Video games seem to be part and parcel of parenting today. And while kids love them, you might not be thrilled at the idea of your kid choosing video games over homework - especially if video games seem to be the only thing on which they can concentrate.
Imagine if your child's doctor prescribed a video game instead of medication. Because of the popularity of video games with children who have attention deficit issues, two manufacturers are pioneering games that claim to be able to help kids who are not neurotypical with their conditions. Here are the companies -- and the games that they are producing -- that are helping children with ADD.
Mighteor's games are developed through a joint effort between Boston Children's Hospital and Harvard University. They are a series of games that are intended to help with emotional control, something that many kids with attention deficit disorders struggle with. The games work through biofeedback, which is tracked using a wristband much like an activity tracker. Kids practice controlling their emotions in the game, which then provides them with the "muscle memory" to do the same in the real world. There are three building blocks of emotional control on which the games focus:
• Developing Awareness: The games feature a heart rate tracker, which allows kids to see their heart rate in real time. In order to progress in the game, the user's heart rate must be in the "cool zone."
• Building Skills: The games use a series of mindfulness exercises, which are taught to the kid. Once he or she can effectively use the techniques when calm, the game asks the child to control emotions during times of tension, which are created by particularly difficult moments in the game.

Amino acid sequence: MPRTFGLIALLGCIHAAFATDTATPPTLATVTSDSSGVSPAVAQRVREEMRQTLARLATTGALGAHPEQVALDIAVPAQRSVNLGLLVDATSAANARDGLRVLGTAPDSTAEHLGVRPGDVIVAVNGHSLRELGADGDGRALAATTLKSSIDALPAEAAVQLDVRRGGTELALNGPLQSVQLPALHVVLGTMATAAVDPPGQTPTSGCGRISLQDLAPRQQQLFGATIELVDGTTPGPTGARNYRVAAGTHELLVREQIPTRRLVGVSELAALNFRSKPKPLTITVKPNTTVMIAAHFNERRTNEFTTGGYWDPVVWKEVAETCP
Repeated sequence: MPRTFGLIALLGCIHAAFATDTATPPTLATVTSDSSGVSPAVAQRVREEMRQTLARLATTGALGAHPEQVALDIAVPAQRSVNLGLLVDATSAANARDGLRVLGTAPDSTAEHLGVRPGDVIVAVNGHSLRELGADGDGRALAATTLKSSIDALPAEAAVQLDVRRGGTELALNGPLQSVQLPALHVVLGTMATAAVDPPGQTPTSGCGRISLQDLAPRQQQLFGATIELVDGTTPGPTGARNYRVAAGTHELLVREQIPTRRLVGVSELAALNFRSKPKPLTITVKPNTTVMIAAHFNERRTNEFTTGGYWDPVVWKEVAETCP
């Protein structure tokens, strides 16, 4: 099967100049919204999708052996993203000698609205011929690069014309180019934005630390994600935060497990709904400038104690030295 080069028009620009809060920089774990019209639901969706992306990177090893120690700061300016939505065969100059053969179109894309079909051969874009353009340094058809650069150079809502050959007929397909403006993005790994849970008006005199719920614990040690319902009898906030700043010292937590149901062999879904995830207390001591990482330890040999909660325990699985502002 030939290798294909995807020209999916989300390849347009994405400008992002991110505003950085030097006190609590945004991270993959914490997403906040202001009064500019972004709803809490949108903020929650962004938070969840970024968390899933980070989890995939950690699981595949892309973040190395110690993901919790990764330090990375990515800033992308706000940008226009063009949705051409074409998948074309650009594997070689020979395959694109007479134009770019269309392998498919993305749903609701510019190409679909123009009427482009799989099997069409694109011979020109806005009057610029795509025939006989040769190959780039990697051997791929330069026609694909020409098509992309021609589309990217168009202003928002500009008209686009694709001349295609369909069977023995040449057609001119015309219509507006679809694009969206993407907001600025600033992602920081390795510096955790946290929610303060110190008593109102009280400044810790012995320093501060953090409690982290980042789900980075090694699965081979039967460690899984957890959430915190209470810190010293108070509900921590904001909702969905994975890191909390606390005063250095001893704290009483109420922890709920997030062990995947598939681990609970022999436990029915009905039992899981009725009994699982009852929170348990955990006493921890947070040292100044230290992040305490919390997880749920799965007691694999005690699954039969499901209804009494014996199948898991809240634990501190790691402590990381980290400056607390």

• Overcoming Challenges: Like most games, Mighteor's get harder as they progress, forcing kids to remain in control of their emotions in order to continue playing.
Thus far, this approach has been quite successful. A study in 2012 found that with children with significant anger issues, playing Mighteor's games decreased aggression with only 30 minutes a day for five days. Oppositional behaviors were reduced by 40% and outbursts by 62%. A new study has been completed and will be published soon.
Mighteor's games are sold as a family pack, which includes a biofeedback wristband, a 7" tablet, and three months of access to the games. The kit costs $249. After that, a subscription is $19.99 a month.
Evo was developed by a company named Alkili that strives to create a new kind of cognitive therapy. In their words, Evo provides a "targeted way to potentially improve cognition and disease symptoms through entirely at-home digital interactions," which is a really fancy way of saying that these video games show a great deal of potential in helping alleviate ADHD symptoms. Considerably less information is currently available about Evo's platform than that of Mighteor, possibly because Mighteor is sold directly to parents, whereas Evo is currently being reviewed by the FDA as a potential medical device. A number of studies, however, have shown the product to be quite successful.
Cognitive-Behavioral Therapy (CBT) has been very successful in a number of ailments from ADD to PTSD. These games seek to bring those benefits home, increasing success rates and decreasing cost. Programs such as Mighteor and Evo are paving the way for a new kind of medication for your child - one that they will actually want to take.
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